Saturday, August 26, 2017

A Final Word On Charlottesville: Trump Was Right About the Violence

The fundamental issue surrounding the pro- and anti-Confederate Statues is philosophical. Donald Trump’s response was wrong on several counts, including his moral equivocation of “both sides”—the pro- and anti-Confederates—and of Founding heroes George Washington and Thomas Jefferson with Confederate reactionaries Robert E. Lee and Stonewall Jackson.

But he was right on the issue of violence. In a New Jersey Star-Ledger column (Charlottesville: Reporters should leave the opinion writing to us pundits), Paul Mulshine observed,

An account of the events that day [in Charlottesville] by reporters for the Hill began "Clashes between 'alt-right' white nationalists and counter-protesters turned this Virginia college town into a battlefield on Saturday..."

The article then detailed violent attacks by both sides, including one in which the counter-protesters attacked an SUV full of alt-righters who were trying to leave the area. (Read it here; note that this is a thoroughly objective article that was written before the pack-journalism effect kicked in; note also that from this account both sides did indeed initiate violence.) [My emphasis]

You can read Mulshine’s whole article here. Again, the fundamental issue was not the violence. It was the clash between Confederate white supremacy and the political equality of unalienable individual rights embodied in the Declaration of Independence. But violence is an important issue. Freedom of expression never justifies the initiation of physical force, no matter how strong the feelings or controversial the issue. In this regard, Leftists “antifa” fascists were (and are) at least as guilty as the so-called “alt-Right,” as Trump said.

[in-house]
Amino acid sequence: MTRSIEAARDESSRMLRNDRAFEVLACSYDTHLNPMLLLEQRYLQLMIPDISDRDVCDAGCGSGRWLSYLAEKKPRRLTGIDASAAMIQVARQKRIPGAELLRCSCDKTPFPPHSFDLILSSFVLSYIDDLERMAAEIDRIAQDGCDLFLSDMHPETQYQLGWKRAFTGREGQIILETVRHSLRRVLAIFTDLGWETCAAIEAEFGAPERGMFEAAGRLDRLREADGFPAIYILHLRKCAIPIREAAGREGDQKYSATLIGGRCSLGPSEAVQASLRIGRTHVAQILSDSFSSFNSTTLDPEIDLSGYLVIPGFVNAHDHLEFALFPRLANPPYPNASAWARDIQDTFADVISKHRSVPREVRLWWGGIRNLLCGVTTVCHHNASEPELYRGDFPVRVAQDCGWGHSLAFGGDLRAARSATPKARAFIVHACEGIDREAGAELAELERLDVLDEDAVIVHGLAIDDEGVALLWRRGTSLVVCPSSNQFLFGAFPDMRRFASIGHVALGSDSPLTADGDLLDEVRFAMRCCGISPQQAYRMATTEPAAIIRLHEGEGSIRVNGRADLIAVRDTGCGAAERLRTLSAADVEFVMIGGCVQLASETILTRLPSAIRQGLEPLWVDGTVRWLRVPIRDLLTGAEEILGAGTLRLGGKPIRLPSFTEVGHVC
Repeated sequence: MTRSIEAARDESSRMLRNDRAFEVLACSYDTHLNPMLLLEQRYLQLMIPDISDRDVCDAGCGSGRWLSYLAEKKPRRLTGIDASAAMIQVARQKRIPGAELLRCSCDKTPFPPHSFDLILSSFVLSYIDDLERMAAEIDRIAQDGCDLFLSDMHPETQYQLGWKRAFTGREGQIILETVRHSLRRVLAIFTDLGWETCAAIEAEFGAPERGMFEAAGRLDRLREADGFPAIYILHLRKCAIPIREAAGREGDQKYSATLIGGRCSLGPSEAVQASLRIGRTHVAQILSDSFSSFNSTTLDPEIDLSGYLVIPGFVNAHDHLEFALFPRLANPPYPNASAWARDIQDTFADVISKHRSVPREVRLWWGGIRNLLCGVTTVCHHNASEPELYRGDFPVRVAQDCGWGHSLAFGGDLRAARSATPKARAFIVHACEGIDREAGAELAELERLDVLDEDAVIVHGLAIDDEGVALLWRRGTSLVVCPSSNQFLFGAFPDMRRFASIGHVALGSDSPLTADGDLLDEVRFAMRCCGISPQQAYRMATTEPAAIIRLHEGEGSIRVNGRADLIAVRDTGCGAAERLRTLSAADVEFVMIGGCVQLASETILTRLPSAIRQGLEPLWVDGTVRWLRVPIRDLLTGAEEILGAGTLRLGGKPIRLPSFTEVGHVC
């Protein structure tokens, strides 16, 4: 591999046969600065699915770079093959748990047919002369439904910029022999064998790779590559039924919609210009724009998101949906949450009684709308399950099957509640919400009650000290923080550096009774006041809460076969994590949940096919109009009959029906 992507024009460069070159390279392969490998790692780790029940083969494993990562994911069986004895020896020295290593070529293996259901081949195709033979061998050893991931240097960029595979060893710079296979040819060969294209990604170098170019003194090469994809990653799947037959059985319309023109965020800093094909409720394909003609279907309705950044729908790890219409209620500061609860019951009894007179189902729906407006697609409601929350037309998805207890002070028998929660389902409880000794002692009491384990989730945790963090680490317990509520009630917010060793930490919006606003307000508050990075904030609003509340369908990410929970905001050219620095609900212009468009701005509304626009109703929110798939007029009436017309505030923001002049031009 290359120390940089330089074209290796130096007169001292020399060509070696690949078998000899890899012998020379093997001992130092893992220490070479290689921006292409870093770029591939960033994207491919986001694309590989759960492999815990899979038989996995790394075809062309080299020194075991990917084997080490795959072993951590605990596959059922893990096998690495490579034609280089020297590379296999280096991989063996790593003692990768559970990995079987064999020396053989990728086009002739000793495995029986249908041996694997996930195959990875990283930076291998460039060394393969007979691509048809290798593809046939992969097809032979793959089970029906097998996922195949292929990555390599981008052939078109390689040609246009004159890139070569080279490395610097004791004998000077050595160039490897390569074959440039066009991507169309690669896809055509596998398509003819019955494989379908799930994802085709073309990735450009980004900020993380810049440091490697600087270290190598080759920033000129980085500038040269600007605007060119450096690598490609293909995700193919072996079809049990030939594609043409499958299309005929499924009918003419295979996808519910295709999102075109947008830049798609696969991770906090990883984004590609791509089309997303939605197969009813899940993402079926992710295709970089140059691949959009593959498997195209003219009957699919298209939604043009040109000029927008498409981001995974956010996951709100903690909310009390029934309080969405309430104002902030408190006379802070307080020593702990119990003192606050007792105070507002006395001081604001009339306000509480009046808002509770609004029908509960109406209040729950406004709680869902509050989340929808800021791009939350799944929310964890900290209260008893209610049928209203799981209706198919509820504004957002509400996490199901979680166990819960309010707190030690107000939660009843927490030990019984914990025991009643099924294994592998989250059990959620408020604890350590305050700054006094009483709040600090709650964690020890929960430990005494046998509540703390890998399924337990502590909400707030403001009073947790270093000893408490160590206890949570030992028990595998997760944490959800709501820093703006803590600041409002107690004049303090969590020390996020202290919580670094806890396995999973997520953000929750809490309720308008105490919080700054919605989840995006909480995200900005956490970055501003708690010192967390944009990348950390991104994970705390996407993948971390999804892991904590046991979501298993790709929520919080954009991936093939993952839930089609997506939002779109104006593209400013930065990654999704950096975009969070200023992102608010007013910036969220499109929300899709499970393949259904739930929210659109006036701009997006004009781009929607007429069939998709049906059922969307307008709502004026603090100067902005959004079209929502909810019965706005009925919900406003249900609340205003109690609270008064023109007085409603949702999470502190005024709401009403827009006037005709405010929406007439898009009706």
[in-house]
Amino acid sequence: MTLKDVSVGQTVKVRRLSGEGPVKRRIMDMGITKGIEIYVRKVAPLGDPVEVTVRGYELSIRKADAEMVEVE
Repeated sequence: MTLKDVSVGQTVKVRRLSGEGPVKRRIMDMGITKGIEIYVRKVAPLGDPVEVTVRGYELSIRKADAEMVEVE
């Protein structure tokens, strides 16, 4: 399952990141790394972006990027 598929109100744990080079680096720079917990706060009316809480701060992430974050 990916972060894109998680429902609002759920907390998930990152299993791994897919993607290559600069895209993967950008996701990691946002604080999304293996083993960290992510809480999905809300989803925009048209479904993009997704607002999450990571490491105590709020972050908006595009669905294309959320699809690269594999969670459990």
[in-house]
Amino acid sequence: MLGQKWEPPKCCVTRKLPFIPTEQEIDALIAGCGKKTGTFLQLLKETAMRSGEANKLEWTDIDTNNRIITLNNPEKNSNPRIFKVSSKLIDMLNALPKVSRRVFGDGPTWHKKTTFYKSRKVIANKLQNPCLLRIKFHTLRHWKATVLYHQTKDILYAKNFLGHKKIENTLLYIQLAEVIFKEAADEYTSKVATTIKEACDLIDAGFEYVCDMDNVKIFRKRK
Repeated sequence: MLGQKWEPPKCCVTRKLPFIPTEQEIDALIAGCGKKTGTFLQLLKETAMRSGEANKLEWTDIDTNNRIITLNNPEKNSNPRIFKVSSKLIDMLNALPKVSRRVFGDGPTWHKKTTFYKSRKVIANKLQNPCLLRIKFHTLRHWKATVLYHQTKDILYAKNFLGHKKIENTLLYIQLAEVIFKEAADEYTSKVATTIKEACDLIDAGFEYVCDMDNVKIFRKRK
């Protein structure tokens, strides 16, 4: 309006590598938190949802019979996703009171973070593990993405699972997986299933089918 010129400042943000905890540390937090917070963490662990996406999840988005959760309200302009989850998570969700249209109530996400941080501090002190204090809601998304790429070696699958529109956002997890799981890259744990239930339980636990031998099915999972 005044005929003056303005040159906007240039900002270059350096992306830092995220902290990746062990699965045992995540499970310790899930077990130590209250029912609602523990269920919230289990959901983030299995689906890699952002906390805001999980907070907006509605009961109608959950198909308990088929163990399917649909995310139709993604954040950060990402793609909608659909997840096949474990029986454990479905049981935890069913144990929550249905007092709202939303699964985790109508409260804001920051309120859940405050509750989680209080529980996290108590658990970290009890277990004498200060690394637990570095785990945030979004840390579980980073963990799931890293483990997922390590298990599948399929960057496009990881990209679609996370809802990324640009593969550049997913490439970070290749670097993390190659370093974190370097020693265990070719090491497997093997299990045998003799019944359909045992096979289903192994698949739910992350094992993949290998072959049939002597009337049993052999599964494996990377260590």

Related Reading:


Steve Jackson said...

Mike Kevitt said...

Gee whiz, Mr.Jackson, what did you say? I ain't been able to tell. Please, repeat.

Michael A. LaFerrara said...


When the Founders wrote that “all men are created equal,” they meant equal in freedom to live their lives. It does not mean metaphysical equality, since obviously individuals are unequal in myriad respects. Words have objective meanings. Despite contradictions and ambiguities, it’s objectively clear from reading the Declaration and the Constitution that the fundamental thrust of those documents is to protect all individuals’ rights equally, not just white men. That’s why black Abolitionist Movement leader Frederick Douglass, an escaped slave, saw in those documents the philosophical firepower needed to win the fight against slavery, and fully embraced them—and why the Confederate defenders explicitly understood that slavery couldn’t coexist alongside those Founding American documents, and strenuously rejected them. (